Berlin Preparing Safeguard for Banks

Germany is trying to protect its banking sector after Sunday's second bailout of Hypo Real Estate and its move to guarantee private savings

Germany said on Monday it was considering a nationwide "umbrella" to shield its banking sector from market turmoil.

"We must now try via the individual solution for

Hypo Real Estate to put up an umbrella for Germany as a whole so that we don't go from one case to the next," Finance Minister Peer Steinbrück told public radio station Deutschlandfunk.

He said the government was currently considering a bigger rescue package covering the banking sector. "At some point individual solutions are no longer enough," he told reporters in Berlin.

But he rejected France's proposal for a pan-European fund similar to the $700 billion plan agreed by the United States government and Congress last week. He said the German government was considering a "Plan B," but he declined to reveal details.

Merkel and Steinbrück had on Sunday announced a federal guarantee for private savings deposits, a move they said was meant to reassure a public unsettled by daily news of financial turmoil.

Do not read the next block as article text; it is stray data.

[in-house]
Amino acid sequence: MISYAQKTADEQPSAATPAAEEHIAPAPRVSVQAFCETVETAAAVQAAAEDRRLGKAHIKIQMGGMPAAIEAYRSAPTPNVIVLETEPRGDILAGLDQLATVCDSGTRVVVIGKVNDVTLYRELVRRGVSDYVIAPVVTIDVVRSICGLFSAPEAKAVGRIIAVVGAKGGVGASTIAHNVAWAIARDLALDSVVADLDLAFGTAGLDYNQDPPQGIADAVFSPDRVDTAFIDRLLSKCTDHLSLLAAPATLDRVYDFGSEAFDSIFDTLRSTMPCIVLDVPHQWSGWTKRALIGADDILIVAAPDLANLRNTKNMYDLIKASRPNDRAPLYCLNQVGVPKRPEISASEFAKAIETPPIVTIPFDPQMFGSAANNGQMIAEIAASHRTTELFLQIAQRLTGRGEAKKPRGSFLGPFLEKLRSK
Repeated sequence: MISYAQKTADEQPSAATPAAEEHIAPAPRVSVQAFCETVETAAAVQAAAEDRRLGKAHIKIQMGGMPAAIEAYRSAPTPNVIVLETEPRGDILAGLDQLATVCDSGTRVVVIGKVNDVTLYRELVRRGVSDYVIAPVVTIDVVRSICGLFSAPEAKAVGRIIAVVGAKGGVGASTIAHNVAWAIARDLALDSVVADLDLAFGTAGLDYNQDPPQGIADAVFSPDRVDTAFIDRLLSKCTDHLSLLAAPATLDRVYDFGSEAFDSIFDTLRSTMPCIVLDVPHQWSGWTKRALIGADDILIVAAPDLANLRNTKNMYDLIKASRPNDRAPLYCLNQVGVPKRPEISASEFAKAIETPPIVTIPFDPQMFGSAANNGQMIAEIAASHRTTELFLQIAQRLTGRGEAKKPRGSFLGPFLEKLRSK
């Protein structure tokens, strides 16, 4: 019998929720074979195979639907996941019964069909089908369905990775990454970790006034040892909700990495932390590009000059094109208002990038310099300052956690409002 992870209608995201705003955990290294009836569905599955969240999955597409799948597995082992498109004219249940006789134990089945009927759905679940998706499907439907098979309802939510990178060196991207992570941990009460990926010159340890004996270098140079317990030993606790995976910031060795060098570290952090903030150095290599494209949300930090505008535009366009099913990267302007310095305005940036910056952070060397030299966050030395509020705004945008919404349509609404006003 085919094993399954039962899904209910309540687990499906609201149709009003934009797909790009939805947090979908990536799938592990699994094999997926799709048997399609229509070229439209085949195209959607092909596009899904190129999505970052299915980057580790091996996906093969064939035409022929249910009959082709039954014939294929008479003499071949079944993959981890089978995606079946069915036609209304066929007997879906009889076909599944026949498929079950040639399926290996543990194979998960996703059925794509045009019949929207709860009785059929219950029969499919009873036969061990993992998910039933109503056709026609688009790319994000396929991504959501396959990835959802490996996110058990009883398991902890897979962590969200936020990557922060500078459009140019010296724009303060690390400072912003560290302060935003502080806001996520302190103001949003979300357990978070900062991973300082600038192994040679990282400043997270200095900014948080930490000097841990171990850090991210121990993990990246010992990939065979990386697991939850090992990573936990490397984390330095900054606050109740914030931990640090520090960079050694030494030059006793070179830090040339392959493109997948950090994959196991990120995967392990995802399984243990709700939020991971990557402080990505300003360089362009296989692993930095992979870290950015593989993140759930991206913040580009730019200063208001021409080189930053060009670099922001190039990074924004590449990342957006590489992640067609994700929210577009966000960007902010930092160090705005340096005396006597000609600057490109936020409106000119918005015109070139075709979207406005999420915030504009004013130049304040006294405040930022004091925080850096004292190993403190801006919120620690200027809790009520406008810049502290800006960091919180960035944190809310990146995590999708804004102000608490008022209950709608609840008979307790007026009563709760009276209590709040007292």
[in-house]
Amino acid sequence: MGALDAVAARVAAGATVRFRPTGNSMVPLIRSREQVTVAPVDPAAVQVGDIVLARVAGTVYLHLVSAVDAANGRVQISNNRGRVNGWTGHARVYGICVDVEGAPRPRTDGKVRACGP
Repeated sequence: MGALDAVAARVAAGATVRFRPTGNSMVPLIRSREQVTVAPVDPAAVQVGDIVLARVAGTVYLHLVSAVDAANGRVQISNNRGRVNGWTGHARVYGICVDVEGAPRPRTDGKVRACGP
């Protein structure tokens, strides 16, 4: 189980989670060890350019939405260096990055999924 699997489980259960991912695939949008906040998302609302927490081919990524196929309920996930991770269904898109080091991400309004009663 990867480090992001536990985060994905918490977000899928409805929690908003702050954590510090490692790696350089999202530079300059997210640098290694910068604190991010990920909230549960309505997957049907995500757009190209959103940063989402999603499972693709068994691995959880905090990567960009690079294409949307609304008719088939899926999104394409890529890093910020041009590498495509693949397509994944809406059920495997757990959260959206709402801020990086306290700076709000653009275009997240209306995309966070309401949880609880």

"It was a signal from the chancellor and me, that savers understand they mustn't be worried about their savings," Steinbrück said. "That's important in this situation because we don't want them to run to their banks filled with fear and withdraw money."

The Munich-based daily Süddeutsche Zeitung cited a Finance Ministry spokesman on Monday as estimating that the government's guarantee for all private bank deposits covered "well over a trillion euros."

The Finance Ministry had initially cited a figure of €568 billion.

Banking expert Hans-Peter Burghof told Bayerischer Rundfunk radio that the government's move amounted to "the biggest guarantee in world history."

No one had ever guranteed such a high sum of money in two simple sentences, the professor of banking and financial services at Germany's Hohenheim University said.

The idea behind giving the guarantee, he said, was to ensure that it would never be needed. Guaranteeing deposits would preclude a run on the banks, he said.